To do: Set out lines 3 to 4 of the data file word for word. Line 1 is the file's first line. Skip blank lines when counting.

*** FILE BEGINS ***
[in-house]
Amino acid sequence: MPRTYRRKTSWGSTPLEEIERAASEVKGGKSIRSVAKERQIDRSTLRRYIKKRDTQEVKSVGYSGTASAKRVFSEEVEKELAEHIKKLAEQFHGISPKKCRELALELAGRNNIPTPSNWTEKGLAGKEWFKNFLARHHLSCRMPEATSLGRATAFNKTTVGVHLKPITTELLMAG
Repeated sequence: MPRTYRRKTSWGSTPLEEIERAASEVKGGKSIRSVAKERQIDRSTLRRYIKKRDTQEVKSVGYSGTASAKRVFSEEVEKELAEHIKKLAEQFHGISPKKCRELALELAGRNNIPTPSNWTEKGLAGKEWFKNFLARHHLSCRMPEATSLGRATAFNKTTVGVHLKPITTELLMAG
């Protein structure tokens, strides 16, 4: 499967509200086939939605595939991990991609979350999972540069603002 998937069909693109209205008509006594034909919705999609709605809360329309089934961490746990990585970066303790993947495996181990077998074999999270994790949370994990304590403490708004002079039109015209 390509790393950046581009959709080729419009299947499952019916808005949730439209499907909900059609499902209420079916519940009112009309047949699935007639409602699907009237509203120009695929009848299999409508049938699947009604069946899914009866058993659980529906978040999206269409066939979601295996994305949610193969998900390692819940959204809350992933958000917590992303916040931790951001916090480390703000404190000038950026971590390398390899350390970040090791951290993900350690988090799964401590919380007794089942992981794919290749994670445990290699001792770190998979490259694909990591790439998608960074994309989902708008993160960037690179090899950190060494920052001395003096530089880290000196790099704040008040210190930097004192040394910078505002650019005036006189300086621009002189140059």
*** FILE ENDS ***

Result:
Repeated sequence: MPRTYRRKTSWGSTPLEEIERAASEVKGGKSIRSVAKERQIDRSTLRRYIKKRDTQEVKSVGYSGTASAKRVFSEEVEKELAEHIKKLAEQFHGISPKKCRELALELAGRNNIPTPSNWTEKGLAGKEWFKNFLARHHLSCRMPEATSLGRATAFNKTTVGVHLKPITTELLMAG
């Protein structure tokens, strides 16, 4: 499967509200086939939605595939991990991609979350999972540069603002 998937069909693109209205008509006594034909919705999609709605809360329309089934961490746990990585970066303790993947495996181990077998074999999270994790949370994990304590403490708004002079039109015209 390509790393950046581009959709080729419009299947499952019916808005949730439209499907909900059609499902209420079916519940009112009309047949699935007639409602699907009237509203120009695929009848299999409508049938699947009604069946899914009866058993659980529906978040999206269409066939979601295996994305949610193969998900390692819940959204809350992933958000917590992303916040931790951001916090480390703000404190000038950026971590390398390899350390970040090791951290993900350690988090799964401590919380007794089942992981794919290749994670445990290699001792770190998979490259694909990591790439998608960074994309989902708008993160960037690179090899950190060494920052001395003096530089880290000196790099704040008040210190930097004192040394910078505002650019005036006189300086621009002189140059």